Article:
Our client was at a party near his home in North Torrance up near El Camino College. He had recently been hired by a large company and was excited about his future. He knew that he had to be careful with his alcohol intake because in the past, he had difficulty limiting himself. He had two prior convictions for DUI, two prior convictions for public intoxication and three convictions for possession of marijuana.
Main Point: Client, age 32, arrested in Torrance for public intoxication while trying to load alcohol into his car; due to extensive prior criminal history, negotiated to no jail, informal probation.
Now, however, he resolved to control himself. Accordingly, he decided to remove the whiskey that he knew he would otherwise drink. He decided to put the bottles in his car and give the car keys to a friend, who would then return the keys to him later the next day. It was responsible.
However, the plan went awry as he was loading the bottles into his backseat. As he lifted the bottles into the car, he dropped his car keys. He was loading the bottles into the driver’s side rear door. So when police drove by, as luck would have it, they observed our client reaching into the car, with the car door wide open. The street was narrow, so police could not safely pass due to the car door being open all the way.
Police patiently waited for our client to close the door, but after about twenty seconds, concluded something was wrong with our client. They therefore stopped their car and approached him.
Officers immediately recognized our client. They observed that he was quite drunk. Our client protested his intoxication level and, defensively explained his intentions. When officers inspected his car’s backseat with a flashlight, they immediately found the dropped car keys. They also inspected our client’s driver’s license and saw that he lived several miles away, although this was not true. Our client had moved, but had not updated his address. Officers suspected he was actually about to drive home and thus commit DUI for a third time.
Officers thus arrested our client for public intoxication (Penal Code § 647(f)).
The client decided initially against hiring an attorney. At the arraignment, the Torrance District Attorney handling the case noted his prior criminal history and made an initial plea bargain that involved 60 days of county jail, ten days of Cal-Trans, a fine of $400, plus penalties and assessments (about $2,200), 100 hours of Alcoholics Anonymous (AA) meetings, payment of a $423 booking fee and 24 months of summary probation. This rather incredible offer pushed him to calling Greg Hill & Associates. The client was worried about the jail time in particular because he did not want to lose his new job.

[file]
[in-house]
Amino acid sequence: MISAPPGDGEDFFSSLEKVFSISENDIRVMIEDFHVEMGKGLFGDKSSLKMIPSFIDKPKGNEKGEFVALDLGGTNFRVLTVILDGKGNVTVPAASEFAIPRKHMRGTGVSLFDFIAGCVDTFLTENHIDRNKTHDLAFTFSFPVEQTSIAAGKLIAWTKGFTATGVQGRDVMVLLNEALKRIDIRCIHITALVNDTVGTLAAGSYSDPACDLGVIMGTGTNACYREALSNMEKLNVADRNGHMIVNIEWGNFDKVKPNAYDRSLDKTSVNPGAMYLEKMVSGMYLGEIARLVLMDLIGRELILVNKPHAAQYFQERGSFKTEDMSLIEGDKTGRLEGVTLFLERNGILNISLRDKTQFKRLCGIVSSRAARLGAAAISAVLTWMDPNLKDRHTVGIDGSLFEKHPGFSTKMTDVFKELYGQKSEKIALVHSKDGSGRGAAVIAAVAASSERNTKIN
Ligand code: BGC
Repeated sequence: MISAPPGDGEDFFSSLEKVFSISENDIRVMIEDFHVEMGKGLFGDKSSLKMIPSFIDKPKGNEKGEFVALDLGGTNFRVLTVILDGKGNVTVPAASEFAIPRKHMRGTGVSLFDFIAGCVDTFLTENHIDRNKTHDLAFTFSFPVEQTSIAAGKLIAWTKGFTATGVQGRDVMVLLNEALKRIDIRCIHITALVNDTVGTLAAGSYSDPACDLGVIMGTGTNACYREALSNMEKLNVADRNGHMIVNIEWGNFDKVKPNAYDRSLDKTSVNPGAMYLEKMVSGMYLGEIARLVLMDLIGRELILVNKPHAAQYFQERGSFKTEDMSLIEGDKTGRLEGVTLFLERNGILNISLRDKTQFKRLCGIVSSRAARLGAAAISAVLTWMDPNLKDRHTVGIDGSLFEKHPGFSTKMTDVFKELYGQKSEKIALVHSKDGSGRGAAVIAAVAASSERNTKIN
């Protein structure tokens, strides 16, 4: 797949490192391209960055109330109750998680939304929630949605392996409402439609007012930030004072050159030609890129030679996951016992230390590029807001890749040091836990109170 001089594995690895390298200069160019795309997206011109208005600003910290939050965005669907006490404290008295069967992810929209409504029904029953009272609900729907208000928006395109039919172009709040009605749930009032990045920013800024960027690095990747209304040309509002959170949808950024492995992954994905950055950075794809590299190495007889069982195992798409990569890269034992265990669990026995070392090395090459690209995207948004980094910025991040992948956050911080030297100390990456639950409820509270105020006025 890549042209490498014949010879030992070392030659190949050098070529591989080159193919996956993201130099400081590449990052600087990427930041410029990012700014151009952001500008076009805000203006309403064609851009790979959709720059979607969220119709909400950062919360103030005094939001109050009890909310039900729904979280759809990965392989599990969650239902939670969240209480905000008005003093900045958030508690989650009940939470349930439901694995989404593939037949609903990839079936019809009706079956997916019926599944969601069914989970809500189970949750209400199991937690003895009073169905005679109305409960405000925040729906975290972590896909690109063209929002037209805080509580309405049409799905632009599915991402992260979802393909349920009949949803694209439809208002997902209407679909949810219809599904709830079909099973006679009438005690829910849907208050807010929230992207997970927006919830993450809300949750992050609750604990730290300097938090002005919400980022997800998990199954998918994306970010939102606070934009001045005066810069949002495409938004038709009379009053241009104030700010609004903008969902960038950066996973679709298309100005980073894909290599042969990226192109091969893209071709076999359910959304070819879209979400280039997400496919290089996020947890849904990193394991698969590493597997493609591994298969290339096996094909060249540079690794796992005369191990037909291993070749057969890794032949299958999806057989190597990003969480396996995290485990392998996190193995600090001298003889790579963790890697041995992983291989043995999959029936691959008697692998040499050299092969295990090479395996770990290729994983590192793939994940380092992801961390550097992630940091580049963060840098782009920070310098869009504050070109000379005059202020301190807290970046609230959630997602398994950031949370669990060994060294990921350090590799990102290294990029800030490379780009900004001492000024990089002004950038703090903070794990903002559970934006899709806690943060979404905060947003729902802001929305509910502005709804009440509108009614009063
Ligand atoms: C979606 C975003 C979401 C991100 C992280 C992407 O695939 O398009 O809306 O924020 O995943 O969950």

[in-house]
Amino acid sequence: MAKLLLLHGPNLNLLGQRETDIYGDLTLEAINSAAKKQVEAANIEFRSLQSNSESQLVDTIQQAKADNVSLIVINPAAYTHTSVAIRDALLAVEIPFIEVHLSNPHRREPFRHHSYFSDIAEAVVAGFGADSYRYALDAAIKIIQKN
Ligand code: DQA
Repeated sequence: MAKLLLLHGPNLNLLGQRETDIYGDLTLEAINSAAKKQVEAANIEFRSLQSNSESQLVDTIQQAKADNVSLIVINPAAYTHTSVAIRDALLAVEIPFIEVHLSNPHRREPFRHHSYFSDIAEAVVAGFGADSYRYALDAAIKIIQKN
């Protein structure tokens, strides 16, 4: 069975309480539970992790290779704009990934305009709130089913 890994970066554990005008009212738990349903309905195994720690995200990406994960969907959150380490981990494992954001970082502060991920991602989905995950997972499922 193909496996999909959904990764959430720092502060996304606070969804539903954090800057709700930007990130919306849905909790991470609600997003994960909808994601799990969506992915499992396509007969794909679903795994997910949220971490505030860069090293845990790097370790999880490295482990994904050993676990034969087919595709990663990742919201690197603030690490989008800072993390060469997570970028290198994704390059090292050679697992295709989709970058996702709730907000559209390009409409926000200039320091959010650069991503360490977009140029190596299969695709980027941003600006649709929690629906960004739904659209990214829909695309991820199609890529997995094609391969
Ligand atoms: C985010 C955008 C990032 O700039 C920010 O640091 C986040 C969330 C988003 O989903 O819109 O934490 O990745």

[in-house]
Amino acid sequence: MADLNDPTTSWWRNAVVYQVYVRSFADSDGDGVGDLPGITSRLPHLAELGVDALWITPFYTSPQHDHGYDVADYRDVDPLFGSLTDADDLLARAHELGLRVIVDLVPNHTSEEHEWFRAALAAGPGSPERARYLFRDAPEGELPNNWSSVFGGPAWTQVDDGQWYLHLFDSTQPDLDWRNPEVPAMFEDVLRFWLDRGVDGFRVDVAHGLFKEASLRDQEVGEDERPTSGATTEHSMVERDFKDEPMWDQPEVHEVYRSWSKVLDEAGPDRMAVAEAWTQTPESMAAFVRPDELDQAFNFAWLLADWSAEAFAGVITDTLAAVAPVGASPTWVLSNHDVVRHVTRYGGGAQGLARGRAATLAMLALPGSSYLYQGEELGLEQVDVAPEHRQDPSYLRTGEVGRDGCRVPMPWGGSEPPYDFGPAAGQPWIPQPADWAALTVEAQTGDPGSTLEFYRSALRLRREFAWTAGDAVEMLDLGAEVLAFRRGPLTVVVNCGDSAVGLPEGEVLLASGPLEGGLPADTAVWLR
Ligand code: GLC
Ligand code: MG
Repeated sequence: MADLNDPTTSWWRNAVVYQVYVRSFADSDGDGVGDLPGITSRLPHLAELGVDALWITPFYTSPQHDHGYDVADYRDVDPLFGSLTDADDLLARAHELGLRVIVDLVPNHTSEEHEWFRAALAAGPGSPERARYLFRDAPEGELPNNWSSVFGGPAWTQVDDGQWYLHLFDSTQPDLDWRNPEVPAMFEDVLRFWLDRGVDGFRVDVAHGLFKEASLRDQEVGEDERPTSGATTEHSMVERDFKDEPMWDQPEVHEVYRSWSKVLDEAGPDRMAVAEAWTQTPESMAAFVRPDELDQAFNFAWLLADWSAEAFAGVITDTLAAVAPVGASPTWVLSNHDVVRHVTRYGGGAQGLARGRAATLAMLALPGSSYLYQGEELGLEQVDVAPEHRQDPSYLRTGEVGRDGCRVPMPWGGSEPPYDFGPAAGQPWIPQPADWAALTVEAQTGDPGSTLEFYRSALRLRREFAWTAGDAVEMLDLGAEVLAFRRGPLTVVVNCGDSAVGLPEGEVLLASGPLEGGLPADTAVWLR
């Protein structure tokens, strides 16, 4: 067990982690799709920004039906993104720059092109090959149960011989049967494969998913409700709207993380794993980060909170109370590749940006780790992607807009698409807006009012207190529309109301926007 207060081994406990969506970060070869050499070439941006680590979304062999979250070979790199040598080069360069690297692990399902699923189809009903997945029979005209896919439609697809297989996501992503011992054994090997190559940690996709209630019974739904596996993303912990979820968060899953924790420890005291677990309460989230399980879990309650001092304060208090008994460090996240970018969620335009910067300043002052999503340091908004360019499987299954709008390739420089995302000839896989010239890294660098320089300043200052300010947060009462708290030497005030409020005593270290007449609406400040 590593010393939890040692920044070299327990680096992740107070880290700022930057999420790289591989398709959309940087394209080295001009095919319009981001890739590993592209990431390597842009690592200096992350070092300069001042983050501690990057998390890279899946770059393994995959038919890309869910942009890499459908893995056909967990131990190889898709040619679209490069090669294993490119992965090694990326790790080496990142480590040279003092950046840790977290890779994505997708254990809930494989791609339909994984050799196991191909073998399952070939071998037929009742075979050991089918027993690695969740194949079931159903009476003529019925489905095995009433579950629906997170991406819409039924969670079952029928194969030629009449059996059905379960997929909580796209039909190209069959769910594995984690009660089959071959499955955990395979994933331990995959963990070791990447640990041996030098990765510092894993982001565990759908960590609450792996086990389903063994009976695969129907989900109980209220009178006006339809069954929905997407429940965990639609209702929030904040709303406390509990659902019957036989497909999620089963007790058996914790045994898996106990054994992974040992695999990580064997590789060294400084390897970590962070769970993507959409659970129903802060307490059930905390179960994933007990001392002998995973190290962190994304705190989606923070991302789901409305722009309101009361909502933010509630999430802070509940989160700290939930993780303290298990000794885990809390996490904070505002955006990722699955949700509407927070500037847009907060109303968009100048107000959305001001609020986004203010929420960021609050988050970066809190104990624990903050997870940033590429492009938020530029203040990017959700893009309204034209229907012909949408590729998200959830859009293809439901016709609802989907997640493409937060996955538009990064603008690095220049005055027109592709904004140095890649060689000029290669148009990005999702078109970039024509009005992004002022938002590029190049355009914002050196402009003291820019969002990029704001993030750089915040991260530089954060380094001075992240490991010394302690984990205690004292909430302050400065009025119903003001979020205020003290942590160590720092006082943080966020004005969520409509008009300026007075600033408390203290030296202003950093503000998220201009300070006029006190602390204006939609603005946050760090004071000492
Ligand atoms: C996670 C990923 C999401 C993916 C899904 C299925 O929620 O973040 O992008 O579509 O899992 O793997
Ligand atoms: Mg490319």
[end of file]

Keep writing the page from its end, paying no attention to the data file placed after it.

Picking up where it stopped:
Greg met with the client and listened to the story. The client and Greg looked at a Google Earth map of the area to better understand the road where our client was allegedly blocking traffic with his open car door after dropping his keys. It appeared to be a wider road than could be blocked by a car door being opened into traffic. Therefore, the interference with a thoroughfare requirement was certainly an issue of debate in whether the charge had merit.
Greg then appeared in court and brought the overhead picture for the District Attorney to look at. The DA agreed that there seemed to be quite a bit of space for the police to pass by, but he wanted to discuss it with his supervisor before adjusting the offer in response to the photograph.
Torrance Superior Courthouse
At the next court appearance, the DA agreed to remove the 60 days of county jail requirement and the ten days of Cal-Trans, which was good. He also agreed to drop the fine to $200, plus penalties and assessments, which saved the client about $1,100. However, he wanted the client to do 120 AA’s, or 20 more.
Greg asked the DA to amend the complaint to instead allege a disturbing the peace allegation (Penal Code § 415), but the DA declined.
The client, however, agreed to accept the deal, resolved to keep his job and just get through the 120 AA meetings and pay the $200, plus penalties and assessments. He wanted closure and was tremendously relieved to avoid the jail.
For more information about the issues in this case summary, click on the following articles:
- What Punishment Do I Face for a Charge of Public Intoxication?
- What Is Summary Probation?